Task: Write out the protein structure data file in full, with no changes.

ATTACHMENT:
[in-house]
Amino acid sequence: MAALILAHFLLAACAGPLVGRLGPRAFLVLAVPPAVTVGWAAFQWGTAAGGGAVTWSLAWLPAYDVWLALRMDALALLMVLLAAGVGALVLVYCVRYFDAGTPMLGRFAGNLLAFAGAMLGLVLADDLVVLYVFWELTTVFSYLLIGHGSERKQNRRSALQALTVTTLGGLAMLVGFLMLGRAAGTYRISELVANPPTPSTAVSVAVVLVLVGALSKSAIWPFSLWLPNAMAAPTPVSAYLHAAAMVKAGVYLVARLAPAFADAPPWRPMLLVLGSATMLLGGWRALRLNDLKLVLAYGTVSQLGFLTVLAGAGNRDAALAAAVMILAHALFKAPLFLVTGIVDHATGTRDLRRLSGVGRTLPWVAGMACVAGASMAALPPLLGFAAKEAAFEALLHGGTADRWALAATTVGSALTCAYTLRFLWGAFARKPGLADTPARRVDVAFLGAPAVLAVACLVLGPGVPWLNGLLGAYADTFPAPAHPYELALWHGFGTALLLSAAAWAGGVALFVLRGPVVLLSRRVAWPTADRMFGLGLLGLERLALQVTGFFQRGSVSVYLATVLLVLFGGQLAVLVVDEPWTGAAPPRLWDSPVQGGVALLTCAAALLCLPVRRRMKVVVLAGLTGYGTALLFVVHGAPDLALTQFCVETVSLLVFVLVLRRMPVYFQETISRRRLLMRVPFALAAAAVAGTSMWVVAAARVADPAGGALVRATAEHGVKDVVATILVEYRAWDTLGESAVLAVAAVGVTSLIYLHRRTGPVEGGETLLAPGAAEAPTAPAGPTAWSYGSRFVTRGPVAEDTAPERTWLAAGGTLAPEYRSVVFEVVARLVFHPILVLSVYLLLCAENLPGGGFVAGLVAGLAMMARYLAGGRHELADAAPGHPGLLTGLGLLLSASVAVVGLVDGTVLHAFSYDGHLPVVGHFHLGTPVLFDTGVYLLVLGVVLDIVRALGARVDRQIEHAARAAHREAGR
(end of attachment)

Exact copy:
[in-house]
Amino acid sequence: MAALILAHFLLAACAGPLVGRLGPRAFLVLAVPPAVTVGWAAFQWGTAAGGGAVTWSLAWLPAYDVWLALRMDALALLMVLLAAGVGALVLVYCVRYFDAGTPMLGRFAGNLLAFAGAMLGLVLADDLVVLYVFWELTTVFSYLLIGHGSERKQNRRSALQALTVTTLGGLAMLVGFLMLGRAAGTYRISELVANPPTPSTAVSVAVVLVLVGALSKSAIWPFSLWLPNAMAAPTPVSAYLHAAAMVKAGVYLVARLAPAFADAPPWRPMLLVLGSATMLLGGWRALRLNDLKLVLAYGTVSQLGFLTVLAGAGNRDAALAAAVMILAHALFKAPLFLVTGIVDHATGTRDLRRLSGVGRTLPWVAGMACVAGASMAALPPLLGFAAKEAAFEALLHGGTADRWALAATTVGSALTCAYTLRFLWGAFARKPGLADTPARRVDVAFLGAPAVLAVACLVLGPGVPWLNGLLGAYADTFPAPAHPYELALWHGFGTALLLSAAAWAGGVALFVLRGPVVLLSRRVAWPTADRMFGLGLLGLERLALQVTGFFQRGSVSVYLATVLLVLFGGQLAVLVVDEPWTGAAPPRLWDSPVQGGVALLTCAAALLCLPVRRRMKVVVLAGLTGYGTALLFVVHGAPDLALTQFCVETVSLLVFVLVLRRMPVYFQETISRRRLLMRVPFALAAAAVAGTSMWVVAAARVADPAGGALVRATAEHGVKDVVATILVEYRAWDTLGESAVLAVAAVGVTSLIYLHRRTGPVEGGETLLAPGAAEAPTAPAGPTAWSYGSRFVTRGPVAEDTAPERTWLAAGGTLAPEYRSVVFEVVARLVFHPILVLSVYLLLCAENLPGGGFVAGLVAGLAMMARYLAGGRHELADAAPGHPGLLTGLGLLLSASVAVVGLVDGTVLHAFSYDGHLPVVGHFHLGTPVLFDTGVYLLVLGVVLDIVRALGARVDRQIEHAARAAHREAGR